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  • Race, Blood, Land: Fugitive Fictions and the Facts of America
  • Sanford F. Schram (bio)
Michael J. Shapiro, Deforming American Political Thought: Ethnicity, Facticity, and Genre Lexington: The University Press of Kentucky, 2006. 245 pp. $34.80 (hardcover) ISBN 978-0813124124.

Back in the mid-1980s, anti-war activists hit upon a simple slogan for rallying opposition against U.S. efforts to overthrow the Sandinista government of Nicaragua: “U.S. out of Central America.” But, one day as I was driving down the highway, a car raced by with a bumper sticker that took the issue to a new level: “U.S. out of NORTH AMERICA!” Now, that was a political statement to make you think. The driver of the car looked neither a political theorist nor political scientist. Sure, from behind it was hard to tell, but he seemed more poet than professional academic. Still, there was the chance, albeit a slim one, that he could have been both. A few years earlier, the political scientist Theodore Lowi had published a textbook entitled American Government: Incomplete Conquest. The bumper sticker and the textbook title connected in my mind: both highlighted how the constituting of the U.S. government on American soil was, at a minimum, at least as much a violent act of subjugation as it was the inauguration of a free and inclusive society.

Political scientists with enough of the poet’s sensibility for turning a phrase to question the colonizing practices of American Political Thought have remained as rare as that bumper sticker. Michael Shapiro is that rarity. For years now, he has creatively used novels, film and music to help rethink established understandings of politics. As the books and essays have continued to roll out, his focus has increasingly sought to use these cultural resources to interrogate how established discourses of truth, politics, morality, and more are mounted on the backs of people, people who get constructed as racialized others.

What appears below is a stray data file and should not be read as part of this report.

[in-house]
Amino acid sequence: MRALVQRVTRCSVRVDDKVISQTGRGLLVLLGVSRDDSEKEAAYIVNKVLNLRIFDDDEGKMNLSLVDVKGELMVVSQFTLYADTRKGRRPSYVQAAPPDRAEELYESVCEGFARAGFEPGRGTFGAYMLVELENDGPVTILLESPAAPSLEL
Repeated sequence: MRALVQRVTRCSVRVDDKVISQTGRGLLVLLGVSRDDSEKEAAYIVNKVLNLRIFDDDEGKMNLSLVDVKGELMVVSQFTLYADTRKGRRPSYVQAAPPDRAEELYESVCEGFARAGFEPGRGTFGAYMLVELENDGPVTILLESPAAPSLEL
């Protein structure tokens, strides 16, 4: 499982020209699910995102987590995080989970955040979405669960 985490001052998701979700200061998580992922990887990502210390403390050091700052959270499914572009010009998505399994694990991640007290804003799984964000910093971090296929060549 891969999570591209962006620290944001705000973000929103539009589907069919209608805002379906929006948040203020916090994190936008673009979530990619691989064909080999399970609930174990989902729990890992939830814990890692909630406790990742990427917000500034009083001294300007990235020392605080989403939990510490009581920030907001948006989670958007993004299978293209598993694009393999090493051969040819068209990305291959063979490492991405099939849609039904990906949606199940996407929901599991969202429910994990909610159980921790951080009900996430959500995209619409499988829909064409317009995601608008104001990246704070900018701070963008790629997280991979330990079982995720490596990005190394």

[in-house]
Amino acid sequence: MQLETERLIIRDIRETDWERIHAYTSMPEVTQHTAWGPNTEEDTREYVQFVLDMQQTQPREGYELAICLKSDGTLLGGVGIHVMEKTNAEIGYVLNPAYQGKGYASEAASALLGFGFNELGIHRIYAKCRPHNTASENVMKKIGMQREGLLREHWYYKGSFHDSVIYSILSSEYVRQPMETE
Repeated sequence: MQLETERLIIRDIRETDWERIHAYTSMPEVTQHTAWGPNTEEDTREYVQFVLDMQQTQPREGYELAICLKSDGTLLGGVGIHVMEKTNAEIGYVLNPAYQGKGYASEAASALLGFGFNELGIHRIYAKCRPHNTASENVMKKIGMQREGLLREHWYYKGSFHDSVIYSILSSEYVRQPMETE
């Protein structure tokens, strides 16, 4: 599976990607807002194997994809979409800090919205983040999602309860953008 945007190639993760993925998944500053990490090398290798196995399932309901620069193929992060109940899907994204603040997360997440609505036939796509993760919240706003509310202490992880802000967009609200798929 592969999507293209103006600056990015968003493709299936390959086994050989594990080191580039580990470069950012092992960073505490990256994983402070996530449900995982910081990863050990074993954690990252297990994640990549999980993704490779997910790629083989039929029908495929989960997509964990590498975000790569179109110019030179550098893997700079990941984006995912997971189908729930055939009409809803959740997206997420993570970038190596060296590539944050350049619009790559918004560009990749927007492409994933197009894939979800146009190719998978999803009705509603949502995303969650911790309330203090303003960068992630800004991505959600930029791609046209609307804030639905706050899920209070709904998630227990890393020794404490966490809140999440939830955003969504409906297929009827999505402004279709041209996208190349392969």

In his latest book, Shapiro turns again to fugitive fictions of novels, film and music, often produced by those made out to be racialized others, to challenge the conventional ways of understanding American Political Thought. In the process, Shapiro devastatingly highlights how this tradition creates its own denial, erasing (as it is written) its relationship to the privileges of the colonizing class and its descendants. Shapiro calls out this denial by using the fugitive fictions by and about the subjugated others of America to undo the violence of dominant representations, as when Wim Wenders’ film Paris, Texas, cuts from the main scene to a back alley wall with “Race, Blood, Land” written on it. Shapiro finds a treasure trove of figurative moves like these in novels, film and music, moves he consistently employs in counterpunctual style to problematize the supposed objective facts of the dominant narratives of what is America and who peoples it. In the process, he finds many tawdry back alleys glossed by the narratives written by or about those who came to dominate America. He starts specifically with Thomas Jefferson’s efforts, but quickly moves to challenging the false objectivity of the dominant idiom for talking about American politics. Borrowing from Arjun Appadurai, Shapiro uses his fugitive fictions to help imagine an “alternative ideoscape” that resists buttressing privileged white America at the expense of everyone else.

Deforming American Political Thought ranges widely in interrogating what is conventionally taken to be American Political Thought. Playing off Houston Baker, Jr.’s characterization of the writing of W.E.B DuBois as a politically inspired “deformation of mastery,” Shapiro enacts his own deformation of the master narratives of the genre called American Political Thought by making free use of the insistently counterpuntual expressions by and about subordinated Americans available in novels, film and music. For instance, in the first chapter, Jamaica Kincaid’s My Garden Book joins with Thomas Pynchon’s Mason and Dixon to highlight the imperial eye of Thomas Jefferson. In Notes on Virginia, Jefferson surveys all that he owns (including people as well as places and things) to find out who he is as an American: race, blood and land become interconnected as the silences of Jefferson’s allegedly objective surveying are shown to...

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